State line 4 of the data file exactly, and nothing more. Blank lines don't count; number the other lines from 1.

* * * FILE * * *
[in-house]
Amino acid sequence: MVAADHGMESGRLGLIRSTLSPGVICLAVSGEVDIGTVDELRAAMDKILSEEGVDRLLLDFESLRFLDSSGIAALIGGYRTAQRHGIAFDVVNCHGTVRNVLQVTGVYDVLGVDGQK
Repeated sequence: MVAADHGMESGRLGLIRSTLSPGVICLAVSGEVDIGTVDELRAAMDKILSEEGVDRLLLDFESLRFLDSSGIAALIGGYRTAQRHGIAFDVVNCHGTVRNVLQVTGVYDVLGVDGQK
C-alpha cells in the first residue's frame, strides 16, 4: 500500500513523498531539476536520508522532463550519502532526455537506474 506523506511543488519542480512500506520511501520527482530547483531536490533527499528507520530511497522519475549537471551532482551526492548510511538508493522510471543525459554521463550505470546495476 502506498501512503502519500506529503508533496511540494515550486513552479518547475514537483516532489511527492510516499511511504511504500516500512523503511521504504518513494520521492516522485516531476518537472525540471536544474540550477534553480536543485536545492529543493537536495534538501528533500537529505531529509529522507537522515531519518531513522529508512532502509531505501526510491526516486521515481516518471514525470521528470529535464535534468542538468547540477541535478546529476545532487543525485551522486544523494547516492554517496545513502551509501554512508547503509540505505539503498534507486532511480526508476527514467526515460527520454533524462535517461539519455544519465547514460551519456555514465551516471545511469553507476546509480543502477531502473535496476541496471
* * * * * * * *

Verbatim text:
C-alpha cells in the first residue's frame, strides 16, 4: 500500500513523498531539476536520508522532463550519502532526455537506474 506523506511543488519542480512500506520511501520527482530547483531536490533527499528507520530511497522519475549537471551532482551526492548510511538508493522510471543525459554521463550505470546495476 502506498501512503502519500506529503508533496511540494515550486513552479518547475514537483516532489511527492510516499511511504511504500516500512523503511521504504518513494520521492516522485516531476518537472525540471536544474540550477534553480536543485536545492529543493537536495534538501528533500537529505531529509529522507537522515531519518531513522529508512532502509531505501526510491526516486521515481516518471514525470521528470529535464535534468542538468547540477541535478546529476545532487543525485551522486544523494547516492554517496545513502551509501554512508547503509540505505539503498534507486532511480526508476527514467526515460527520454533524462535517461539519455544519465547514460551519456555514465551516471545511469553507476546509480543502477531502473535496476541496471